Hsinchu from Taiwan – which is home to TSMC (TPE: 2330) (NYSE: TSM) and the nation’s largest factories – will launch the highest level of water rationing from June 1 if there has not been at least 100 mm of rain at the end of May, his city government said wednesday.
The city’s household and business water supply will be open for five days and shut down for two days as part of the âred alertâ level of water restrictions. The city will be divided into two districts which will alternate the water supply. When their household or business is without water, residents can go to a city-run station to get water. This water comes from a desalination plant or from parts of Taiwan that have a lot of it.
Water data released by the government shows that the reservoirs serving Hsinchu are at 10%, 2.7%, 7.6% and 3.3%, respectively.
In the announcement, the city stressed that the semiconductor industry will not be without water and will be supplied 24 hours a day. TSMC and other manufacturers like UMC (TPE: 2303) already import water via tankers from Taipei, northern Taiwan, which does not face a similar shortage. TSMC reportedly delivered more than 100 tankers per day, bringing the company 20 tonnes of water.
TSMC has made it clear that the tightening of water restrictions in the city will have no impact on operations with no expected impact on production. In one sustainability report, the company says its average recycling rate of water used in production processes reached 86.7% in 2019 and further improvements are expected.
No water, not a lot of power
In addition to the drought, Taiwan faces an electricity shortage with DC power failures hit the island. Strong demand from an unusually hot May, natural gas power plants that remain offline, and a nuclear power plant that is only partially online, mean the grid is fragile. When a “accidentAt a major coal-fired power station earlier this month, the local power company, Taipower, was forced to engage in power outages around the island to preserve the electricity supply of Hsinchu’s semiconductor operations.
While there is normally a large reserve in the form of hydroelectric dams to cope with shortages, the prolonged drought means that this reserve has dried up.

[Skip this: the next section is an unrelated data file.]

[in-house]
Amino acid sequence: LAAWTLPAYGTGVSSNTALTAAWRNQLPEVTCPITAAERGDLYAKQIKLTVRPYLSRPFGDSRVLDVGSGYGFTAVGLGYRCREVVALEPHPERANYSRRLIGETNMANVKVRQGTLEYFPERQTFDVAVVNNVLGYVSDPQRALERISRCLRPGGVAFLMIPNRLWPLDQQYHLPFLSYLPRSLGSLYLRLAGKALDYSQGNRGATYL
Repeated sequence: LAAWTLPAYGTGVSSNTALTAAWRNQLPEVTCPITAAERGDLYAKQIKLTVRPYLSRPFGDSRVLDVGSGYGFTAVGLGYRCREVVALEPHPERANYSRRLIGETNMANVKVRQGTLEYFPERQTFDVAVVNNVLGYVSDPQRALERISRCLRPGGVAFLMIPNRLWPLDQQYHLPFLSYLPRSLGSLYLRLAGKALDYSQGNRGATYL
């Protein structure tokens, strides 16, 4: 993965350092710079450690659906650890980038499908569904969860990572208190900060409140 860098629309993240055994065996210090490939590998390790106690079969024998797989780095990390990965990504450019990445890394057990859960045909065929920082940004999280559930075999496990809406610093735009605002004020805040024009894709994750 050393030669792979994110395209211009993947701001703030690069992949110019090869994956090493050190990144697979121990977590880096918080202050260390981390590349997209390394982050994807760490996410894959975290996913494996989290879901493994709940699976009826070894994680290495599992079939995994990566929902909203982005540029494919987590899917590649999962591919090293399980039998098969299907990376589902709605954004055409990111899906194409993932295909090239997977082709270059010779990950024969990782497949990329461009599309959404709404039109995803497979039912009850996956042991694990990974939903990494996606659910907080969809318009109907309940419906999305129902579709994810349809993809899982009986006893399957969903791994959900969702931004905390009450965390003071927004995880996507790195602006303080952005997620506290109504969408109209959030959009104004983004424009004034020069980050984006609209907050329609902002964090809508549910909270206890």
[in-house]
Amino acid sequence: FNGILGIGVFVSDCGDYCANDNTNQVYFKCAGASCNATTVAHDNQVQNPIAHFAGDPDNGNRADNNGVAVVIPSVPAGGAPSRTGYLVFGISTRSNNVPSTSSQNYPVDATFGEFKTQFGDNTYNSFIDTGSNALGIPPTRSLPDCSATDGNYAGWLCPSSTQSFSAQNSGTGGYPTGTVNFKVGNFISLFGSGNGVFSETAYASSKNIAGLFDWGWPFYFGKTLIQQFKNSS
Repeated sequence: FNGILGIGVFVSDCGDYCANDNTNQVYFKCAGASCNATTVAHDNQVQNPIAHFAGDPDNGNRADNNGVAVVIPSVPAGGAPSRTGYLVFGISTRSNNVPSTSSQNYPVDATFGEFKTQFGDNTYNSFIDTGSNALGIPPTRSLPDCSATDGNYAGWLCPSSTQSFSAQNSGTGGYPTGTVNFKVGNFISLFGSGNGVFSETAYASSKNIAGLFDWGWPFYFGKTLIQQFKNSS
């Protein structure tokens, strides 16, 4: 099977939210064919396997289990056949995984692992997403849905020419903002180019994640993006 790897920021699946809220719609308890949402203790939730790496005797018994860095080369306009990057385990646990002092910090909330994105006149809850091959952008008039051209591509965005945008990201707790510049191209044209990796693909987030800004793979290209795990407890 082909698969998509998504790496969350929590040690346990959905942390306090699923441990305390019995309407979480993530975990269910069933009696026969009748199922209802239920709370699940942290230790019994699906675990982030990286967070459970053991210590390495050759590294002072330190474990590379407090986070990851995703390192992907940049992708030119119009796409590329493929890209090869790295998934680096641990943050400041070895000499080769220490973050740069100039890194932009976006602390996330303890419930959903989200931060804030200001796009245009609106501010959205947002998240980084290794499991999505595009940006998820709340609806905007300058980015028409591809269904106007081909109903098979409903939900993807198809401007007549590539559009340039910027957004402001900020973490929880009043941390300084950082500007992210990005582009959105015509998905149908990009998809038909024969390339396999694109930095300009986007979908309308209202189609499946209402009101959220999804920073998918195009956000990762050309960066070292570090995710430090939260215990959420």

Taipei-based energy journalist Tim Ferry on his blog Taiwan Energy Observer, reports that this energy crisis could soon end with the partial restart of one of the country’s nuclear power plants, and expected torrential rains bringing the possibility of a return of hydropower. But from now on, reserve margins remain at 6.01%, meaning that a sudden spike in demand or a loss of capacity would mean more outages.
– Sam Reynolds (@thesamreynolds) May 13, 2021
âUnfortunately, reserve margins have stubbornly stuck at Yellow at 6.01%. Below 6%, Taiwan’s power supply would be threatened with shortage, âFerry wrote.
Taiwan resource crunch and future TSMC share price
Although the demand for semiconductors remains virtually endless, the U.S. auto industry must sidewalk production Due to a chip shortage, investors should be prepared to push TSMC stock to the stratosphere. After all, TSMC is indeed the tie that binds it all. Semiconductors are in everything these days, and no other factory has the capacity or expertise to meet the demand.
But investors feel TSMC is at a limit, with its plans to 3 nm and 2 nm facilities already on the table and now with the threat of water scarcity becoming a systemic problem, there is not much room for growth. Data shortqueeze shows that there is only a short interest rate of 1.3%, so shorts are not preparing for a big drop. But investors aren’t preparing for a big growth story either. For options expiring in mid-October, open interest (for TSMC’s US listing) hovers around $ 120 to $ 140. Options that expire early next year have open interest built around the same price range. Certainly not bearish, but only moderately bullish as implied volatility is below its all-time highs.
If you think that open interest on strike prices is indicative of a price prediction, it means investors view the company’s growth as modest. Certainly, that’s a good thing if TSMC is to be seen as a top-notch stock, as stability is key. But it also shows that the growth of the past decade is unlikely to repeat itself, for several reasons, including the lack of electricity and water on TSMC’s home island of Taiwan.